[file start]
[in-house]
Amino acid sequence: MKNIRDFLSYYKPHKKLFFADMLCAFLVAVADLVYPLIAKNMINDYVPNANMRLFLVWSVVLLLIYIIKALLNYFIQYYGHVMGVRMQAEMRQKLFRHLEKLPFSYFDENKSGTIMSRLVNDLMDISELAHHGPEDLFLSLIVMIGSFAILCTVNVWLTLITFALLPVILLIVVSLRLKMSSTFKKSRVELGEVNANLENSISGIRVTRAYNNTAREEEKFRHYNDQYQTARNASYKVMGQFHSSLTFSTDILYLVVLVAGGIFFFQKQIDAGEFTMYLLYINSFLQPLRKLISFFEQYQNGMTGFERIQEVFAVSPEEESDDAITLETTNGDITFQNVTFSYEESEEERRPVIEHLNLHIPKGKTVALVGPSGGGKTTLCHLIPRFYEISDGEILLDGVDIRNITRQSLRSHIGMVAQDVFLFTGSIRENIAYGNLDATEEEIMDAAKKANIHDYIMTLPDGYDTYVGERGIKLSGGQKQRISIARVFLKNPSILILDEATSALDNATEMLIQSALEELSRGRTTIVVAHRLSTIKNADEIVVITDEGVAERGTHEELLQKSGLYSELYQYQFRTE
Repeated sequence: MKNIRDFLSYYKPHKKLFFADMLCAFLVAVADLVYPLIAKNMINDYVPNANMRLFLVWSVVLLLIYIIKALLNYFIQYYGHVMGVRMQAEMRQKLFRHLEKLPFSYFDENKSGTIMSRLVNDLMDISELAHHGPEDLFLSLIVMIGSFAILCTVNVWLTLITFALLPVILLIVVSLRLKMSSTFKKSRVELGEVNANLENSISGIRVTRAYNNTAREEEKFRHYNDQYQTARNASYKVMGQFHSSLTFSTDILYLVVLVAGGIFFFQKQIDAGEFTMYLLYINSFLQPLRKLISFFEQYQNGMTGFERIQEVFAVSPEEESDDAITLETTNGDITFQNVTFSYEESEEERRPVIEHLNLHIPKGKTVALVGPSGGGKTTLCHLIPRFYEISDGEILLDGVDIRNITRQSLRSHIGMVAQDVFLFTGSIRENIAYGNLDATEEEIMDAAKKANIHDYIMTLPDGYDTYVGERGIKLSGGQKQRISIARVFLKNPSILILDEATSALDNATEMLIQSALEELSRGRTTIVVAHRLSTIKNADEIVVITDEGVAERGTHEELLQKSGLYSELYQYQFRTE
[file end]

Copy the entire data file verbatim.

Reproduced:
[in-house]
Amino acid sequence: MKNIRDFLSYYKPHKKLFFADMLCAFLVAVADLVYPLIAKNMINDYVPNANMRLFLVWSVVLLLIYIIKALLNYFIQYYGHVMGVRMQAEMRQKLFRHLEKLPFSYFDENKSGTIMSRLVNDLMDISELAHHGPEDLFLSLIVMIGSFAILCTVNVWLTLITFALLPVILLIVVSLRLKMSSTFKKSRVELGEVNANLENSISGIRVTRAYNNTAREEEKFRHYNDQYQTARNASYKVMGQFHSSLTFSTDILYLVVLVAGGIFFFQKQIDAGEFTMYLLYINSFLQPLRKLISFFEQYQNGMTGFERIQEVFAVSPEEESDDAITLETTNGDITFQNVTFSYEESEEERRPVIEHLNLHIPKGKTVALVGPSGGGKTTLCHLIPRFYEISDGEILLDGVDIRNITRQSLRSHIGMVAQDVFLFTGSIRENIAYGNLDATEEEIMDAAKKANIHDYIMTLPDGYDTYVGERGIKLSGGQKQRISIARVFLKNPSILILDEATSALDNATEMLIQSALEELSRGRTTIVVAHRLSTIKNADEIVVITDEGVAERGTHEELLQKSGLYSELYQYQFRTE
Repeated sequence: MKNIRDFLSYYKPHKKLFFADMLCAFLVAVADLVYPLIAKNMINDYVPNANMRLFLVWSVVLLLIYIIKALLNYFIQYYGHVMGVRMQAEMRQKLFRHLEKLPFSYFDENKSGTIMSRLVNDLMDISELAHHGPEDLFLSLIVMIGSFAILCTVNVWLTLITFALLPVILLIVVSLRLKMSSTFKKSRVELGEVNANLENSISGIRVTRAYNNTAREEEKFRHYNDQYQTARNASYKVMGQFHSSLTFSTDILYLVVLVAGGIFFFQKQIDAGEFTMYLLYINSFLQPLRKLISFFEQYQNGMTGFERIQEVFAVSPEEESDDAITLETTNGDITFQNVTFSYEESEEERRPVIEHLNLHIPKGKTVALVGPSGGGKTTLCHLIPRFYEISDGEILLDGVDIRNITRQSLRSHIGMVAQDVFLFTGSIRENIAYGNLDATEEEIMDAAKKANIHDYIMTLPDGYDTYVGERGIKLSGGQKQRISIARVFLKNPSILILDEATSALDNATEMLIQSALEELSRGRTTIVVAHRLSTIKNADEIVVITDEGVAERGTHEELLQKSGLYSELYQYQFRTE